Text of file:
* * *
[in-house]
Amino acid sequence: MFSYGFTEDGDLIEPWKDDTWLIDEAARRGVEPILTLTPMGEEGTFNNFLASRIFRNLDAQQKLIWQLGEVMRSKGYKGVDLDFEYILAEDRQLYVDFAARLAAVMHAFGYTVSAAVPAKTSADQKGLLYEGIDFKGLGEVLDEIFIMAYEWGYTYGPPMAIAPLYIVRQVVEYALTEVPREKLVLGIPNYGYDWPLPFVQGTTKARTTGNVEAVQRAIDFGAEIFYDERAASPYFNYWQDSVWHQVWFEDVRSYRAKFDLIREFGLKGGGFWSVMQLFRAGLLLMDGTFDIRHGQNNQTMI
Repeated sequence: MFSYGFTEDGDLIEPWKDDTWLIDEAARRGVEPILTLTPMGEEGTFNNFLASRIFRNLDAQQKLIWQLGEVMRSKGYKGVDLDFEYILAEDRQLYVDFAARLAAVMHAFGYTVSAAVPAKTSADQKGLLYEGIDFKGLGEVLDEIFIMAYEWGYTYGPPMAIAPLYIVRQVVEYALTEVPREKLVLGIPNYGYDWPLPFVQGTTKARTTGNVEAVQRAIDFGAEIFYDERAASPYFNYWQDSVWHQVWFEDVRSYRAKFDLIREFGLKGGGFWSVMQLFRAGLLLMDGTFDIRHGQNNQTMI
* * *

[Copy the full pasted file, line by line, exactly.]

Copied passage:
[in-house]
Amino acid sequence: MFSYGFTEDGDLIEPWKDDTWLIDEAARRGVEPILTLTPMGEEGTFNNFLASRIFRNLDAQQKLIWQLGEVMRSKGYKGVDLDFEYILAEDRQLYVDFAARLAAVMHAFGYTVSAAVPAKTSADQKGLLYEGIDFKGLGEVLDEIFIMAYEWGYTYGPPMAIAPLYIVRQVVEYALTEVPREKLVLGIPNYGYDWPLPFVQGTTKARTTGNVEAVQRAIDFGAEIFYDERAASPYFNYWQDSVWHQVWFEDVRSYRAKFDLIREFGLKGGGFWSVMQLFRAGLLLMDGTFDIRHGQNNQTMI
Repeated sequence: MFSYGFTEDGDLIEPWKDDTWLIDEAARRGVEPILTLTPMGEEGTFNNFLASRIFRNLDAQQKLIWQLGEVMRSKGYKGVDLDFEYILAEDRQLYVDFAARLAAVMHAFGYTVSAAVPAKTSADQKGLLYEGIDFKGLGEVLDEIFIMAYEWGYTYGPPMAIAPLYIVRQVVEYALTEVPREKLVLGIPNYGYDWPLPFVQGTTKARTTGNVEAVQRAIDFGAEIFYDERAASPYFNYWQDSVWHQVWFEDVRSYRAKFDLIREFGLKGGGFWSVMQLFRAGLLLMDGTFDIRHGQNNQTMI